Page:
His connection with shooting with Canon cameras has been almost unbroken since the early 1990s - using the EOS-1N, EOS 3 and EOS-1V amongst others - but he did make a move to shooting with Leica rangefinder cameras for about three years. He eventually made the switch to digital around three and a half years ago as a reaction to rocketing processing charges and the disappearance of personalised printing services in preference to machine printing.
Jeff recalls: "I had all the Canon EOS lenses, telephotos and flash so it made sense to stick with the system. When I got into digital I had two friends who advised and helped me." These two pals were the Australian wedding photographers Marcus Bell and Ian Wilkinson. "I found the switch from film to digital quite easy as these friends were great photographers and really proficient in the digital darkroom. It only took me a couple of weddings to get up to speed with digital - the initial impact on my work was fantastic as I had complete control over how my pictures looked," he adds.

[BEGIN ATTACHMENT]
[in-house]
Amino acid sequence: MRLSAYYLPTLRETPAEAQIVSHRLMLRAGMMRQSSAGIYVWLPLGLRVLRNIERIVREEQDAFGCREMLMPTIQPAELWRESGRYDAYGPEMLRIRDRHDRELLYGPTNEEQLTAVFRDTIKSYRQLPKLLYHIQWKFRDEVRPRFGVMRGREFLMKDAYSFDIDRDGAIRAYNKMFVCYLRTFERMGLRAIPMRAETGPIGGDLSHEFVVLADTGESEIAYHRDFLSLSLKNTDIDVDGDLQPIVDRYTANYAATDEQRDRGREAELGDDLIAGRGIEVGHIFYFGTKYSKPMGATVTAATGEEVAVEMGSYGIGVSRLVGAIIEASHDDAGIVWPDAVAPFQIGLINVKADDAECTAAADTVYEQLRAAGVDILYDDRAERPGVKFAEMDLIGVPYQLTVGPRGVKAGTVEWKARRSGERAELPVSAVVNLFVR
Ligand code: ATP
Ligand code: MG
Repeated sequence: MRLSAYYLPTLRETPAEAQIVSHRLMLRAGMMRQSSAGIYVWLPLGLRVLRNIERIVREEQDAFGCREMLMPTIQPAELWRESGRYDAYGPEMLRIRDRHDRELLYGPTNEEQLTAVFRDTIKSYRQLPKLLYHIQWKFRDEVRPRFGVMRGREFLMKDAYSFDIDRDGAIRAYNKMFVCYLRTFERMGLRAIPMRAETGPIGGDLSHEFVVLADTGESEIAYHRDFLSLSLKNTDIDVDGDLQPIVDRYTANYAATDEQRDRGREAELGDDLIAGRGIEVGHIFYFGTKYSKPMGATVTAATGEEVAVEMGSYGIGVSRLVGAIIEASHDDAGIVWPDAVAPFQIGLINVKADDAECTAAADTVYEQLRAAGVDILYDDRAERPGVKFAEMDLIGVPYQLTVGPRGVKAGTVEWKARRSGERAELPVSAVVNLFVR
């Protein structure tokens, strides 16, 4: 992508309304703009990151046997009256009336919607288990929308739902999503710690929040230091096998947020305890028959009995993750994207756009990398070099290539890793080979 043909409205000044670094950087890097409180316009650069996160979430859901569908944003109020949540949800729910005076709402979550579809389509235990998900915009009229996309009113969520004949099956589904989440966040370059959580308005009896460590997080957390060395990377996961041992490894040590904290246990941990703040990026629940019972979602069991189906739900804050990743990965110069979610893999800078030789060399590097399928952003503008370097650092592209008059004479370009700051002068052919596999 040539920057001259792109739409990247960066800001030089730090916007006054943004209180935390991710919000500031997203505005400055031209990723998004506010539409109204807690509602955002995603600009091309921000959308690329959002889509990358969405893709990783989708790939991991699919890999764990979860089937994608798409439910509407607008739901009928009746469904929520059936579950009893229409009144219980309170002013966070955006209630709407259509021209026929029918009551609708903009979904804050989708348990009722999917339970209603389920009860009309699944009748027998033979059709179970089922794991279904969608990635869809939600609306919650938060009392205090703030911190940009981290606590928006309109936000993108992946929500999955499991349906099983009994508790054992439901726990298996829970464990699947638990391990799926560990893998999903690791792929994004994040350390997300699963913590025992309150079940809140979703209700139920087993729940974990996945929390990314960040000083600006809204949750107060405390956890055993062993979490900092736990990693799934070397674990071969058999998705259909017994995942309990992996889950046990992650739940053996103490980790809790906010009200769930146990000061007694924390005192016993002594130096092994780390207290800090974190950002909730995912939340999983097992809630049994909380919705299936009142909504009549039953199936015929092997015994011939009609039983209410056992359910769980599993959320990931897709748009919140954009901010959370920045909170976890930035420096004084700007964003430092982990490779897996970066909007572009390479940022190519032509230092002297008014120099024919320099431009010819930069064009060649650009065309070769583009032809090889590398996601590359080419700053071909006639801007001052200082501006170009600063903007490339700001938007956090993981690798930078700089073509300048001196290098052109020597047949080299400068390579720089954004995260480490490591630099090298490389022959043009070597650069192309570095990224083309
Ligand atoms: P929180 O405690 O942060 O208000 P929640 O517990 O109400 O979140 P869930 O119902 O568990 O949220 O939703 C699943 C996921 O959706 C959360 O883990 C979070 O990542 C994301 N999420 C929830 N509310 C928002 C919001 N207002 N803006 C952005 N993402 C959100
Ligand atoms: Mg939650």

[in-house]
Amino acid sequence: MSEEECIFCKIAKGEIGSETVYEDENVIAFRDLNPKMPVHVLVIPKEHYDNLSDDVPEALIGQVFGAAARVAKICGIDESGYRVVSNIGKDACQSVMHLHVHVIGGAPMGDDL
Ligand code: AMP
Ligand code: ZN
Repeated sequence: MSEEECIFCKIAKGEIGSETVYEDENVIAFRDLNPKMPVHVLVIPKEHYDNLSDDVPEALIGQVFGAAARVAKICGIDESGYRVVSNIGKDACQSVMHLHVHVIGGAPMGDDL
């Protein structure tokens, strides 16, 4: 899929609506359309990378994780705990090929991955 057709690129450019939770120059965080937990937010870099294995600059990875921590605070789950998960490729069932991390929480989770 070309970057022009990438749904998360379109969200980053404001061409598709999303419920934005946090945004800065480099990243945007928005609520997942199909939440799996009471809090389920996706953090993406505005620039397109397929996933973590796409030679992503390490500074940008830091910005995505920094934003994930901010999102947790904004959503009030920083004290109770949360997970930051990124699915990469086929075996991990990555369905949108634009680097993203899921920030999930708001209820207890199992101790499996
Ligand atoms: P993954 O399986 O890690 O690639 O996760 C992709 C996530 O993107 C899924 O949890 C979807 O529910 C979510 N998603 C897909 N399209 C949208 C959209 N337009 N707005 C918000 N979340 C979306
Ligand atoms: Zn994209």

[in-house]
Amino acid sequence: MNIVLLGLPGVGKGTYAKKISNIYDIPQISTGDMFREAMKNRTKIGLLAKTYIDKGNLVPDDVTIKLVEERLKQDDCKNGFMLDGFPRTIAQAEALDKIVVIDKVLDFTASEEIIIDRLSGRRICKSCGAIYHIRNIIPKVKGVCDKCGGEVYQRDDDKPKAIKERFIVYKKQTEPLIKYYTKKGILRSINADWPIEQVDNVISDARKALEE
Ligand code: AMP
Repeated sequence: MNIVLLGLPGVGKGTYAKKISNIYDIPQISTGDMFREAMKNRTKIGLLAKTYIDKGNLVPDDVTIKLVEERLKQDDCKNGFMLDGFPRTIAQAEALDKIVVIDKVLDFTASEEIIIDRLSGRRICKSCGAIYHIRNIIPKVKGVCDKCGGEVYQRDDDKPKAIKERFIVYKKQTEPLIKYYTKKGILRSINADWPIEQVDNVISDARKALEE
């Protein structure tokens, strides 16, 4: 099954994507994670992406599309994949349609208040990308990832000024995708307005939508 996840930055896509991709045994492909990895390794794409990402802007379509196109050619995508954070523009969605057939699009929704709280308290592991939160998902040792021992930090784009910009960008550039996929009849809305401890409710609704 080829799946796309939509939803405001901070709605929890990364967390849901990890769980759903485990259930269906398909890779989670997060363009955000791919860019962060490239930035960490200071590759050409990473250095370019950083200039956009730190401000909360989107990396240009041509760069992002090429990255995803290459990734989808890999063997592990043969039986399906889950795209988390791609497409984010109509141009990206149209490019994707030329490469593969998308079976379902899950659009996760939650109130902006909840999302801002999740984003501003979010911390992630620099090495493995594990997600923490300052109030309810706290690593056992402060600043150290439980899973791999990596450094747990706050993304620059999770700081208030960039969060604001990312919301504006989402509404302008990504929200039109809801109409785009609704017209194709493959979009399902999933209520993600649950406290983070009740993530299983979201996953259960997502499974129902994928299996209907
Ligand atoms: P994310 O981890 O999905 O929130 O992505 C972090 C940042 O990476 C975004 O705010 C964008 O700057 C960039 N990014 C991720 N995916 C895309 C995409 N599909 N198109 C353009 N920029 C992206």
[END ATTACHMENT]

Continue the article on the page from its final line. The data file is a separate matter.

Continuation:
"With digital I could get hand print quality without any cost penalty - that was quite liberating," reveals Jeff. "The downside was that I now spent a lot of time processing images when I could be doing something else. Over the past three years I've got the processing down to a reasonable timeframe, but being completely honest I think digital has revolutionised my business and my photography."
As well as getting advice from fellow wedding shooters Jeff is now a lover of photography. "I constantly study pictures by the likes of Cartier-Bresson, Salgado and Elliot Erwitt. I don't study wedding pictures, just pictures."
Jeff reveals another key influence: "If we are looking at current photographers then there is just one name - James Nachtwey. I find it quite incredible that he can take such breath-taking images under the stress and danger that he faces. To me he is the epitome of a true photographer. His images are disturbing, moving and at times difficult to look at in terms of subject, and yet they satisfy the visual requirements of what makes a great picture."